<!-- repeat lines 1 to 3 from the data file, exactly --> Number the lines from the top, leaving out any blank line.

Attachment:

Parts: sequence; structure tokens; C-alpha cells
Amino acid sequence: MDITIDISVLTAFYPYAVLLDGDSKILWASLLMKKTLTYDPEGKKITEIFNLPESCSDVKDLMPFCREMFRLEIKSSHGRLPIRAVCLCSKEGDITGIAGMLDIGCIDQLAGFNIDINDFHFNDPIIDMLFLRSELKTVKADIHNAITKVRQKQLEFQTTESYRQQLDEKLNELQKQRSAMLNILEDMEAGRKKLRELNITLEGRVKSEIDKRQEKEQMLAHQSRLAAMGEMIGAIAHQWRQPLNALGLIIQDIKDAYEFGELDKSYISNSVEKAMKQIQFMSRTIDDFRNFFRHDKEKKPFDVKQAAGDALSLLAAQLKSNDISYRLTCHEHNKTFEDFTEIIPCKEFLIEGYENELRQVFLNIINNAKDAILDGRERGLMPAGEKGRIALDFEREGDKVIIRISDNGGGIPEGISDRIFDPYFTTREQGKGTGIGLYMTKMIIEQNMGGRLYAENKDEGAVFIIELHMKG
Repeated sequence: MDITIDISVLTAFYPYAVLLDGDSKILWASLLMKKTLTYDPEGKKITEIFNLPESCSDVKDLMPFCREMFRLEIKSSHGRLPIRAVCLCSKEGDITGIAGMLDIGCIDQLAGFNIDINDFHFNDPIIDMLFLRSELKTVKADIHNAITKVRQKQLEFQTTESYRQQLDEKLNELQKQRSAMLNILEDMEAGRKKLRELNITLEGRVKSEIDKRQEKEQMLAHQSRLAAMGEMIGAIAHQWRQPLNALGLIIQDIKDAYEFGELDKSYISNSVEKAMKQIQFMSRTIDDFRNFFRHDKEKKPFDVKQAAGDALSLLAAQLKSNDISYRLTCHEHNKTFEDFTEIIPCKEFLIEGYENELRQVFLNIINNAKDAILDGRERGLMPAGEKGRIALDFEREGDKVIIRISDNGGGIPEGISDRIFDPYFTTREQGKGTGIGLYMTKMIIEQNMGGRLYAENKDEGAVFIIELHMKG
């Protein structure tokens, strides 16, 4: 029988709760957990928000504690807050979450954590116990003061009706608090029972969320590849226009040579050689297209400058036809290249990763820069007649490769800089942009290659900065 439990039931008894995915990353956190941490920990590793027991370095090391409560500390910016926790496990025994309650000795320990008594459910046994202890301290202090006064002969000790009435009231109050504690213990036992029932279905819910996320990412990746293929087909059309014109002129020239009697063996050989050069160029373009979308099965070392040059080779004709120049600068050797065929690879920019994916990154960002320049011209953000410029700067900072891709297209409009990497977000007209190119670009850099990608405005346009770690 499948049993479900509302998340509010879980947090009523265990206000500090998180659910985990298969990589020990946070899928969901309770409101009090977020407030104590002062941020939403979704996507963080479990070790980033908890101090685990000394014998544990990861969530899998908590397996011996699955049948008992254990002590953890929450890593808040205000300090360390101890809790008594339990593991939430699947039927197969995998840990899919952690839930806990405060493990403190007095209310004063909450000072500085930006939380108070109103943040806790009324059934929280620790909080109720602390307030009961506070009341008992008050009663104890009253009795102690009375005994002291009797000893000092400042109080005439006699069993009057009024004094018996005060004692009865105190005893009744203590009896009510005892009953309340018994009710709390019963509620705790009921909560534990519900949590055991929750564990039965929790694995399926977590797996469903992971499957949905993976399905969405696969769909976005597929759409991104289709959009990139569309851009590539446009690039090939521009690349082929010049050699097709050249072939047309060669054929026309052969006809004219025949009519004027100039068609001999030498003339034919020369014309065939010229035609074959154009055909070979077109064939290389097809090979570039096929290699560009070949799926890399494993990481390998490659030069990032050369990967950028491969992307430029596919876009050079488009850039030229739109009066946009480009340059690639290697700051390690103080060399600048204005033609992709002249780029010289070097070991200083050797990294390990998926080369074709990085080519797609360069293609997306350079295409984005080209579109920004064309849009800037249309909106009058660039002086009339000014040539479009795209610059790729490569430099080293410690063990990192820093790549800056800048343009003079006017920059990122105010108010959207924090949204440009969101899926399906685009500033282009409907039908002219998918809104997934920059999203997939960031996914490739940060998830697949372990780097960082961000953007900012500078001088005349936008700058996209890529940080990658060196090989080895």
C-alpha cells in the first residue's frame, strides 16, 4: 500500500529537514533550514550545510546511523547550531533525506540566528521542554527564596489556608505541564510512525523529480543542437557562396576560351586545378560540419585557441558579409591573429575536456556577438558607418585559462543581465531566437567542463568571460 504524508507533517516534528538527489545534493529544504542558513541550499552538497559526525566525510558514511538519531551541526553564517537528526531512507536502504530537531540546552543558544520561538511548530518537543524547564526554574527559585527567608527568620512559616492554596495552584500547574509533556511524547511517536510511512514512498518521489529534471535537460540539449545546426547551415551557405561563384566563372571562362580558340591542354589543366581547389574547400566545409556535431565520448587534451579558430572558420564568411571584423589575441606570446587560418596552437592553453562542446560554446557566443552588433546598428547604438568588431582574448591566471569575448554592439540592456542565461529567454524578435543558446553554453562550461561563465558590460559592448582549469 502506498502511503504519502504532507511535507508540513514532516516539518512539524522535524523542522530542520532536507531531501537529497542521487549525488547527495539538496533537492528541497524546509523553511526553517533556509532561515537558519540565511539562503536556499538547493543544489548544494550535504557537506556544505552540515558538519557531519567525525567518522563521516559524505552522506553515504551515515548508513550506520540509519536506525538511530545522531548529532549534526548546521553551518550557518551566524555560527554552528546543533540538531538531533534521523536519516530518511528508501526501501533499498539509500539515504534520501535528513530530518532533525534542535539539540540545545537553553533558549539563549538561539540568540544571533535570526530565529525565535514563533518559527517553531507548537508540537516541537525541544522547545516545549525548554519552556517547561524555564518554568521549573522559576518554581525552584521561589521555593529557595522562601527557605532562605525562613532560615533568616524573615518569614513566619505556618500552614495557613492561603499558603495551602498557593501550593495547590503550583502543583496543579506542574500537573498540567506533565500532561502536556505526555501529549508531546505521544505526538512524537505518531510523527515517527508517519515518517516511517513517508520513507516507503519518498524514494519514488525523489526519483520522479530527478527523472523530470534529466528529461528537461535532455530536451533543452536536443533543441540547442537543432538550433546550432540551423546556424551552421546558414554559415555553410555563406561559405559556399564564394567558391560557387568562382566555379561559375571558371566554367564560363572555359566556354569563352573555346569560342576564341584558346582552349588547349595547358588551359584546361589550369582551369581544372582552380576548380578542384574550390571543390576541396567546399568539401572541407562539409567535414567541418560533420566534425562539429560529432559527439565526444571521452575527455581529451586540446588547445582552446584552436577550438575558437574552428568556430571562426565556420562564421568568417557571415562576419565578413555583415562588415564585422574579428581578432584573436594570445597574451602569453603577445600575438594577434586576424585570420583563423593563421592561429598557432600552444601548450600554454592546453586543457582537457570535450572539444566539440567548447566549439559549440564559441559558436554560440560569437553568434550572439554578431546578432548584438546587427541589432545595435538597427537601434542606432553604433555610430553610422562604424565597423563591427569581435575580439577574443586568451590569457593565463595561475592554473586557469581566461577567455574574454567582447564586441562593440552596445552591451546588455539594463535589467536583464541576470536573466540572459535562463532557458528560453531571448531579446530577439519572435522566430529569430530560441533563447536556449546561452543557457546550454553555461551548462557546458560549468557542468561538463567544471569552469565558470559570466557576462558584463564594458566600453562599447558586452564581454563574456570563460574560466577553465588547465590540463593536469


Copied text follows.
Parts: sequence; structure tokens; C-alpha cells
Amino acid sequence: MDITIDISVLTAFYPYAVLLDGDSKILWASLLMKKTLTYDPEGKKITEIFNLPESCSDVKDLMPFCREMFRLEIKSSHGRLPIRAVCLCSKEGDITGIAGMLDIGCIDQLAGFNIDINDFHFNDPIIDMLFLRSELKTVKADIHNAITKVRQKQLEFQTTESYRQQLDEKLNELQKQRSAMLNILEDMEAGRKKLRELNITLEGRVKSEIDKRQEKEQMLAHQSRLAAMGEMIGAIAHQWRQPLNALGLIIQDIKDAYEFGELDKSYISNSVEKAMKQIQFMSRTIDDFRNFFRHDKEKKPFDVKQAAGDALSLLAAQLKSNDISYRLTCHEHNKTFEDFTEIIPCKEFLIEGYENELRQVFLNIINNAKDAILDGRERGLMPAGEKGRIALDFEREGDKVIIRISDNGGGIPEGISDRIFDPYFTTREQGKGTGIGLYMTKMIIEQNMGGRLYAENKDEGAVFIIELHMKG
Repeated sequence: MDITIDISVLTAFYPYAVLLDGDSKILWASLLMKKTLTYDPEGKKITEIFNLPESCSDVKDLMPFCREMFRLEIKSSHGRLPIRAVCLCSKEGDITGIAGMLDIGCIDQLAGFNIDINDFHFNDPIIDMLFLRSELKTVKADIHNAITKVRQKQLEFQTTESYRQQLDEKLNELQKQRSAMLNILEDMEAGRKKLRELNITLEGRVKSEIDKRQEKEQMLAHQSRLAAMGEMIGAIAHQWRQPLNALGLIIQDIKDAYEFGELDKSYISNSVEKAMKQIQFMSRTIDDFRNFFRHDKEKKPFDVKQAAGDALSLLAAQLKSNDISYRLTCHEHNKTFEDFTEIIPCKEFLIEGYENELRQVFLNIINNAKDAILDGRERGLMPAGEKGRIALDFEREGDKVIIRISDNGGGIPEGISDRIFDPYFTTREQGKGTGIGLYMTKMIIEQNMGGRLYAENKDEGAVFIIELHMKG